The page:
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A Sweet Rebirth

With the help of two hardy trees in California, the chestnut is making a comeback. You haven't tasted anything yet.

November 05, 2008|RUSS PARSONS

On a hill just outside the Gold Rush town of Nevada City, Calif., about an hour northeast of Sacramento, stands a sweet 1890s Victorian farmhouse surrounded by several acres of venerable-looking gardens.

There are craggy cherry and plum trees and an apple tree so old it's little more than a hollowed-out stump that somehow still manages to sprout green branches. The grapevine that covers a backyard arbor has a trunk at least a foot around.

But pride of place belongs to a pair of chestnut trees, probably 60 feet tall and at least a yard across. It's not often that a couple of trees are singled out in real estate ads, but these were. And no wonder -- from these two trees sprang most of the chestnuts now grown in the United States.

Chestnuts in California? Certainly, it's easy to think of them as strictly an East Coast nostalgia food, part and parcel with frosty city sidewalks and Jack Frost nipping at whatever exposed body parts he can find.

But in fact, these nuts have a long history in the Golden State, one that a handful of growers are struggling to keep alive. And if all you've ever had are stale imported supermarket chestnuts -- many of which are even moldy -- these California nuts can be a revelation, delicately sweet and slightly chewy.

At one time, the chestnut tree was one of the most numerous on the North American continent. It is estimated that they accounted for between a quarter and a third of all the trees that grew in the huge forest that once blanketed the area from northern Georgia to New England.

Then, just after the turn of the last century, the trees began to die. The culprit was a fungal spore that probably had hitchhiked on a Chinese chestnut specimen tree imported by the New York Botanical Garden.

The chestnut blight spread like a wind-driven wildfire. The carnage almost defies imagination. Within five years, it had killed most of the chestnuts in the New York area. By the 1950s, only a few isolated trees remained on the entire continent.

Between 3 billion and 4 billion trees had died. That was, as Susan Freinkel points out in her splendid new book "American Chestnut," "enough trees to fill 9 million acres. Enough trees to cover Yellowstone National Park 1,800 times over. Enough trees to give two to every person on the planet at that time."

Imports at market

Chestnuts are found across a wide swath of the Northern Hemisphere, and other species are not as susceptible to the blight as the American. Today, almost all the fresh chestnuts you find at the market are imported, mostly from Italy, where they are harvested from state-managed forests. They are also imported from China and Korea.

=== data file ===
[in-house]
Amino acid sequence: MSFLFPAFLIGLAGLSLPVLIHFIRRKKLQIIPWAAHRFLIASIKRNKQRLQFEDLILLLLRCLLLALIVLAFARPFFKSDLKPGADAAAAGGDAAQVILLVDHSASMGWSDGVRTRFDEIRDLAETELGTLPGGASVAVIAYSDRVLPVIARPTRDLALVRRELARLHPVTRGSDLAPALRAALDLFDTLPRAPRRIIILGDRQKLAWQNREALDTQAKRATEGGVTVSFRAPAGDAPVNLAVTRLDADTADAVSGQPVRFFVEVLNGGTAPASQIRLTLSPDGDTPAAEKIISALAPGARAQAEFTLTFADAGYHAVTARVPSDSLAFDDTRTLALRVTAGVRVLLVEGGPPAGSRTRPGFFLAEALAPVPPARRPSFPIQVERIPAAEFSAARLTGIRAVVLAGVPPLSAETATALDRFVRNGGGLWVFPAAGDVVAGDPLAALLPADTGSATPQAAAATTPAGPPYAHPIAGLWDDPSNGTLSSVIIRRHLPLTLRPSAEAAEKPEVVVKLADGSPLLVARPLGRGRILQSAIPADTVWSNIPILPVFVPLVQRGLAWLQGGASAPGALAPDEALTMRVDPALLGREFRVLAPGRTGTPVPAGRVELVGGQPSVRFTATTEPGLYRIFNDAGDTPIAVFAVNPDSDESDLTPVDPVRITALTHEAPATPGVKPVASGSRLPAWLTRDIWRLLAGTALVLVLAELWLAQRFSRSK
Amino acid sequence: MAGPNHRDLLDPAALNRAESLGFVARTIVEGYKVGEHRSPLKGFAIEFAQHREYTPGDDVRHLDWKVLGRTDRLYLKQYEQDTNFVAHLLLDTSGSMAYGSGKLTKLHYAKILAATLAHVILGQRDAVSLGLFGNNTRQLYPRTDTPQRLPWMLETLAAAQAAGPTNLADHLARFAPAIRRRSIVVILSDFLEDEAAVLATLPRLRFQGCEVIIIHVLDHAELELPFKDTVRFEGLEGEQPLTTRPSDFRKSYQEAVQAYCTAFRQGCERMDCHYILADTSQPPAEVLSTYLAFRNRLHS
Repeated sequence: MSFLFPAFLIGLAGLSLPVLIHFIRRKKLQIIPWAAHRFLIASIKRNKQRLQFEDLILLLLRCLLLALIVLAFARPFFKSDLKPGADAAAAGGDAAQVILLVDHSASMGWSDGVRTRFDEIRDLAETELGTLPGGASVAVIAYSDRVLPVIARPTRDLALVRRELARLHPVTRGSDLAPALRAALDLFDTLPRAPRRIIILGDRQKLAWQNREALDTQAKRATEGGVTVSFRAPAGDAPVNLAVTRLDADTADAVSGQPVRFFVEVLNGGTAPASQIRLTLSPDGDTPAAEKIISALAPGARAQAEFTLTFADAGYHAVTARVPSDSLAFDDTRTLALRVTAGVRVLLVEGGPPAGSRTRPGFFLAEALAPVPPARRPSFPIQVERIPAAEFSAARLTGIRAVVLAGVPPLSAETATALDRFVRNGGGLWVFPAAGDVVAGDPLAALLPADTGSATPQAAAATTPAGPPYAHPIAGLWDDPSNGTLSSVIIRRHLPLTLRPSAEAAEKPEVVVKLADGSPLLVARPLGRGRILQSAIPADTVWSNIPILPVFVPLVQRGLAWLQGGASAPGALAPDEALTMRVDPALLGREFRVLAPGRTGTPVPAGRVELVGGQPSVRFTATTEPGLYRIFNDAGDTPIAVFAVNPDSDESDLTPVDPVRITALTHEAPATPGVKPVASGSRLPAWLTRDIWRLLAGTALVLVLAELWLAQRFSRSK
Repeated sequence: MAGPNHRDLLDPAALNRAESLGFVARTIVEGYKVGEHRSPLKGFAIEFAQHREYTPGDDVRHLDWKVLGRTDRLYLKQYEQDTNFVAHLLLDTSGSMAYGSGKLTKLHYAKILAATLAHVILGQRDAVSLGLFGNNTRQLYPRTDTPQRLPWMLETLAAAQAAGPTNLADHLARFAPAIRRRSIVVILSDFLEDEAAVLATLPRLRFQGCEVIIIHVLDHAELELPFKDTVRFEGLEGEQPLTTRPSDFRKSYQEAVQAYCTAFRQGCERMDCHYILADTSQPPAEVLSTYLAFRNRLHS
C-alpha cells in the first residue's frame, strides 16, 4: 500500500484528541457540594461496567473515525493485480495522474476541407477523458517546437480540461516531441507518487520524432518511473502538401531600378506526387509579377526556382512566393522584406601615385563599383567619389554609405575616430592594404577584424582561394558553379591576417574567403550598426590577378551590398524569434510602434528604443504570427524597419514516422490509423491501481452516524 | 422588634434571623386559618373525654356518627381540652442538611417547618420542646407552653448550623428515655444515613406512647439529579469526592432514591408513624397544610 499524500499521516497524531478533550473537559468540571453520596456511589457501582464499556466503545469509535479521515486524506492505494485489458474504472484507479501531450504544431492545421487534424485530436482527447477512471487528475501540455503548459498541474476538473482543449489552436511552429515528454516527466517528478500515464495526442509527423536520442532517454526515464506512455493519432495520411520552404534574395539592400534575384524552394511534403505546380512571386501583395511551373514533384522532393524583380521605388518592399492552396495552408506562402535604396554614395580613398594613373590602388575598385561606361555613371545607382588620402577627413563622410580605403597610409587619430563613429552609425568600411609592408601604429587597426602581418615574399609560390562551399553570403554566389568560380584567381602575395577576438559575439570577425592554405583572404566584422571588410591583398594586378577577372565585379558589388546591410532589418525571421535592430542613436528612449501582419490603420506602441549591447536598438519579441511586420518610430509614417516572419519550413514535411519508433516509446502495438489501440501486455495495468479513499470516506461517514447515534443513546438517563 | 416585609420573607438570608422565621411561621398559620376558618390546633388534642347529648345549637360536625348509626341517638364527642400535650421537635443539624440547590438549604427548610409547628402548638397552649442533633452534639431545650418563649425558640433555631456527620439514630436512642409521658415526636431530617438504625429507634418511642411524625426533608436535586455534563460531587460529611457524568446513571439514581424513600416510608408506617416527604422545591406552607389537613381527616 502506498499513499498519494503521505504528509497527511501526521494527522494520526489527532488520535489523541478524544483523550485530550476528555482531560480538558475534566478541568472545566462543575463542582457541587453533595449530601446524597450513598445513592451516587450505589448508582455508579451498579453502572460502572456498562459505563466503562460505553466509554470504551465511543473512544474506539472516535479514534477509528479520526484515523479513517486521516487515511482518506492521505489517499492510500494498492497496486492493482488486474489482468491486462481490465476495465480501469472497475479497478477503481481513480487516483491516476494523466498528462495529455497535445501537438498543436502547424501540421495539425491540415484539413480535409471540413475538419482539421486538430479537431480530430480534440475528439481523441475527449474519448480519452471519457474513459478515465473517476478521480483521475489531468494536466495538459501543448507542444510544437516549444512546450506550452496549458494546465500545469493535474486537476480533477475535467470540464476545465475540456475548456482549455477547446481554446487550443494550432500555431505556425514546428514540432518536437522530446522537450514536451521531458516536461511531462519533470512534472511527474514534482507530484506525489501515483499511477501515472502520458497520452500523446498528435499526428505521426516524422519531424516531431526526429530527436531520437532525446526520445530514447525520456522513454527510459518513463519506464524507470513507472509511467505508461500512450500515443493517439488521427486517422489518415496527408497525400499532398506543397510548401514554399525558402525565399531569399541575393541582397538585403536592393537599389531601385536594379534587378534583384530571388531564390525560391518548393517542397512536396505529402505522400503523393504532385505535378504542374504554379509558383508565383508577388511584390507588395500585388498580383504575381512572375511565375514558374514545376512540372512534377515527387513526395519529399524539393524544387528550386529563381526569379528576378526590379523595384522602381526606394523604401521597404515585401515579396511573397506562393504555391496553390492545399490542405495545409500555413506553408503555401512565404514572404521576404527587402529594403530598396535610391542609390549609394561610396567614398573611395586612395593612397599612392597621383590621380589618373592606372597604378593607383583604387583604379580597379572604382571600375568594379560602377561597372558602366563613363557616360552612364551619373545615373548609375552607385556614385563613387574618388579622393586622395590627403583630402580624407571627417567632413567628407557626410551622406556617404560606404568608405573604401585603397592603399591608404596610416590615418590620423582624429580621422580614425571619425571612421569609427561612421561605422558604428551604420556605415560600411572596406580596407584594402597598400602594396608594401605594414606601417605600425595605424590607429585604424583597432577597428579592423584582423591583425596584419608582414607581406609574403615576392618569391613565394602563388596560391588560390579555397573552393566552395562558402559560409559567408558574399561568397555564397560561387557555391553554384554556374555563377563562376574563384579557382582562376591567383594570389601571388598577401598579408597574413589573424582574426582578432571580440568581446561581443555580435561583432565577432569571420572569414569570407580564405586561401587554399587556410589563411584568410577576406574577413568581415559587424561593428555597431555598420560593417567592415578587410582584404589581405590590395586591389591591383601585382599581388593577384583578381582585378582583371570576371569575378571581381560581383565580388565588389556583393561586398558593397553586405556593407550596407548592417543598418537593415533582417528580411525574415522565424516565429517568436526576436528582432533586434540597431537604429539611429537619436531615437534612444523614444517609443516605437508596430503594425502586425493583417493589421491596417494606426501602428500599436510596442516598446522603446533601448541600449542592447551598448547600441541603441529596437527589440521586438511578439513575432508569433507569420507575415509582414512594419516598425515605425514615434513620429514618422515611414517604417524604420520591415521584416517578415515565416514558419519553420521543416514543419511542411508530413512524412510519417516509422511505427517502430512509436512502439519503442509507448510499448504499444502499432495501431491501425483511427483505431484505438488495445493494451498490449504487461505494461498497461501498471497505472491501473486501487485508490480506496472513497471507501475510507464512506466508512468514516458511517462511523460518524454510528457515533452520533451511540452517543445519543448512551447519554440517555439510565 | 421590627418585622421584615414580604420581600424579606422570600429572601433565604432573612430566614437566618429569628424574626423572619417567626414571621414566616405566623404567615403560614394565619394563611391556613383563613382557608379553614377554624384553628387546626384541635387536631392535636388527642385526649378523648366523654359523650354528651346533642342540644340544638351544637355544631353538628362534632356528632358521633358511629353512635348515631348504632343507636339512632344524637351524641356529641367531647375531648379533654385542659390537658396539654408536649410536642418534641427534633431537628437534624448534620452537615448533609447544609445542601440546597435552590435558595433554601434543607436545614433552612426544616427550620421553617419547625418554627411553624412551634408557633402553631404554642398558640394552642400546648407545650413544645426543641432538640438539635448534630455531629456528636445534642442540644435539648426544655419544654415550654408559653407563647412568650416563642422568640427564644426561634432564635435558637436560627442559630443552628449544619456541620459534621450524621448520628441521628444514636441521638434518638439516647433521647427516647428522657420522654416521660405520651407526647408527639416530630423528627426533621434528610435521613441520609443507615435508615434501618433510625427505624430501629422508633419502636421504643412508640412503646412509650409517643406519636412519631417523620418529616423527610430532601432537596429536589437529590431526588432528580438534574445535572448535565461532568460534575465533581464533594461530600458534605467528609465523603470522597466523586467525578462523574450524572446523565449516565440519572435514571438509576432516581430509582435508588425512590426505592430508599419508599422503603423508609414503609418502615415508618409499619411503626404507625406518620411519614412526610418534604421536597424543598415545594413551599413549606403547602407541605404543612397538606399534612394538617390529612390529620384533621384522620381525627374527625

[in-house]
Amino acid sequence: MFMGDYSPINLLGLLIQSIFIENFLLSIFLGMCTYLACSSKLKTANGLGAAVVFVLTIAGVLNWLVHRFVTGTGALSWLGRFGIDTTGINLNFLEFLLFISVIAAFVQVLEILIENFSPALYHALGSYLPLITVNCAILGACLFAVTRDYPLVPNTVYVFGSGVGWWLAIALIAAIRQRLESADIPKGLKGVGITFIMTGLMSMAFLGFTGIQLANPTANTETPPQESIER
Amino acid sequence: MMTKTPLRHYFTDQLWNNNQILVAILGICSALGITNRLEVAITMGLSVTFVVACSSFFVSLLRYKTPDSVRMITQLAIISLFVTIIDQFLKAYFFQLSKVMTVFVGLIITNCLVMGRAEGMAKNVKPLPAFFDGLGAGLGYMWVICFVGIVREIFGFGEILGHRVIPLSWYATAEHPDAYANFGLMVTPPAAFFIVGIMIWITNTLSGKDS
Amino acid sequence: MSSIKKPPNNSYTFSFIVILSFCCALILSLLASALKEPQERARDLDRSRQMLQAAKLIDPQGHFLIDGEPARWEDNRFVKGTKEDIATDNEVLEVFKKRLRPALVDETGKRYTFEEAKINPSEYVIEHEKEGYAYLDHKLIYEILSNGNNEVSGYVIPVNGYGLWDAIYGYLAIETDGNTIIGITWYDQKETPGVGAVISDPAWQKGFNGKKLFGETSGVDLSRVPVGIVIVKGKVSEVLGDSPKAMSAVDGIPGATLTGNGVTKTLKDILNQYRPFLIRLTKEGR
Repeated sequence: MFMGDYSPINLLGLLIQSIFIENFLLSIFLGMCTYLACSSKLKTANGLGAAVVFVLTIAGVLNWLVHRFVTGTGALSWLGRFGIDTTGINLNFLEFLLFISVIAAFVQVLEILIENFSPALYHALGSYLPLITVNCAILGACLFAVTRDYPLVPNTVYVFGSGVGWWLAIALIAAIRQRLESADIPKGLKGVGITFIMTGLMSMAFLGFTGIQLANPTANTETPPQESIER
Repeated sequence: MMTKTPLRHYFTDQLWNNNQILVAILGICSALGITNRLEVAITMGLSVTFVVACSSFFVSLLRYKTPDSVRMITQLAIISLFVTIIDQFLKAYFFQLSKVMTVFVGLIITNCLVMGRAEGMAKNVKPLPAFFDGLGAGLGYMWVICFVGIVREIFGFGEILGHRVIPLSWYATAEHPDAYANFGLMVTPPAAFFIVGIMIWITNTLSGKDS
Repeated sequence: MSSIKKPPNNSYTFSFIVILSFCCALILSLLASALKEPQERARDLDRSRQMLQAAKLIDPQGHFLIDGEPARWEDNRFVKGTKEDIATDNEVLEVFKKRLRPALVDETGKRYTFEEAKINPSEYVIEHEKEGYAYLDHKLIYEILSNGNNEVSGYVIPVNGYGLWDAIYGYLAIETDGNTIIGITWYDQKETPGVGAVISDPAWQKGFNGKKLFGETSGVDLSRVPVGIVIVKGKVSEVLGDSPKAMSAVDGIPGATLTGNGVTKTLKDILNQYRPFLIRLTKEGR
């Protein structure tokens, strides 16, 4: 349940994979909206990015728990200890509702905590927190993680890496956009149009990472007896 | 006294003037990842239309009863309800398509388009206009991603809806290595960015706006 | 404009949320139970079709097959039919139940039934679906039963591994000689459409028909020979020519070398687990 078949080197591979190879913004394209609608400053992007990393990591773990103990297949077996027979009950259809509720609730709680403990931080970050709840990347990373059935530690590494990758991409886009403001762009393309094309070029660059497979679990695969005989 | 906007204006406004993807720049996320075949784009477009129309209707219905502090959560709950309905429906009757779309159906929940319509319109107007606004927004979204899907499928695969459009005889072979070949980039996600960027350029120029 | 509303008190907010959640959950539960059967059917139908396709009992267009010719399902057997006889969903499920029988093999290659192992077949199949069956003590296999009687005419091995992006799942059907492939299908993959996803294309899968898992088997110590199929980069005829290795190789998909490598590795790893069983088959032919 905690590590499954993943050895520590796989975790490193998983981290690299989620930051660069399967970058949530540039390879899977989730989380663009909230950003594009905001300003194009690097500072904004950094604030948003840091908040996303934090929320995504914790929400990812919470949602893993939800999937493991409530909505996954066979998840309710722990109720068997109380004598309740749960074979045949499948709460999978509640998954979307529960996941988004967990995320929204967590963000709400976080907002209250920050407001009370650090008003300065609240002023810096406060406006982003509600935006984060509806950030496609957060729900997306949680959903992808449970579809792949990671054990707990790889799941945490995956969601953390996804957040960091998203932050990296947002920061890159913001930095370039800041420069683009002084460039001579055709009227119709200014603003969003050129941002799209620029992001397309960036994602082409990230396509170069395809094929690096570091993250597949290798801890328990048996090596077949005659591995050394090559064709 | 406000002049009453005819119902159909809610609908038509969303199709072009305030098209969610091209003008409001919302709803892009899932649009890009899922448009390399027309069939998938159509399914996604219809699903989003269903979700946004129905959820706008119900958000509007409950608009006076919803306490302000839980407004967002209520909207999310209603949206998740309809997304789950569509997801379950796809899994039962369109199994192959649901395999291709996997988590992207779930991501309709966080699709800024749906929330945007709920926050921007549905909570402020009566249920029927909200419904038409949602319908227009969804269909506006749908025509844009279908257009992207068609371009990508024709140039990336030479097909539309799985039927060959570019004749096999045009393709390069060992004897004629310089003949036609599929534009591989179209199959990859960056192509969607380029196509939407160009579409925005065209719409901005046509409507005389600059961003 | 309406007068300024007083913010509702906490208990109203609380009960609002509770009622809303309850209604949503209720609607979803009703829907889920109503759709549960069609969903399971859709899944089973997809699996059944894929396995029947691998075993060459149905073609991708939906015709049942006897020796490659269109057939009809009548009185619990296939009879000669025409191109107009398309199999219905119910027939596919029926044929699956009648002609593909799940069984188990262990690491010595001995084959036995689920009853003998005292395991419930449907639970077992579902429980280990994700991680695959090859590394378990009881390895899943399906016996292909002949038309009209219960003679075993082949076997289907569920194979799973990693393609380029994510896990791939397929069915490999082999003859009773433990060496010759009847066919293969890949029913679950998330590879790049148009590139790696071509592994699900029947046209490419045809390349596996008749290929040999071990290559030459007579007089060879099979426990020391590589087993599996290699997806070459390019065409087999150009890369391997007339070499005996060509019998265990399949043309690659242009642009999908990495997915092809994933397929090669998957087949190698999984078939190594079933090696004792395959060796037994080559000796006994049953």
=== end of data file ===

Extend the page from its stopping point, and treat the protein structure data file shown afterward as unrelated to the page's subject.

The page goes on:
But there is an increasing number of chestnut farmers in this country as well, growing trees that are blight-resistant crosses between Asian and European species. It's a small success, but a success nonetheless -- and that is rare in the story of chestnuts in America.

So far, the number of farmers is still small and their orchards, for the most part, are still young. There probably aren't more than 1,000 acres of chestnuts grown in all of California. A 2006 survey by the University of Missouri Center for Agroforestry found that most American chestnut growers have fewer than 10 acres of trees and have been in business for less than 10 years. More than a third of them are so new that they have yet to make their first sale.

By far the predominant chestnut variety in the United States is the Colossal, and the original trees are the two still standing beside that Victorian farmhouse just outside Nevada City.

Those trees date from the 1870s and are the creation of a pioneering California nurseryman named Felix Gillet, who was ranked by his contemporaries with the great Luther Burbank. A Frenchman who came to Nevada City in the 1850s and worked as a barber to gather a grubstake, he bought land on a dry, rocky hillside that nobody else wanted, carted in water, cleared the stones and named the place Barren Hill Nursery. There he developed important varieties of hazelnuts and walnuts and even strawberries.

One of his biggest contributions was the Colossal chestnut, a cross he developed between French and Japanese species.

When Gillet died in 1908, his friend Benjamin Tonella bought many of the nursery's trees, including the twin Colossals, and carted them across town to his home. The house has passed through many hands since then, but the trees remain.

In California, there are scattered plantings of chestnuts throughout the north, including the Gold Country, but most come from the "nut belt" around Stockton.

That's where Greg Girolami and his brother Grant have 40 acres of them, along with 300 acres of walnuts and 100 acres of cherries. They sell most of their chestnuts to Asian markets in California, trying to get in their sales before the cheaper imports arrive.

Their grandfather Cesar di Martini began farming the area in the 1920s, and one of the first things he planted was chestnuts from cuttings he'd brought with him from Italy.

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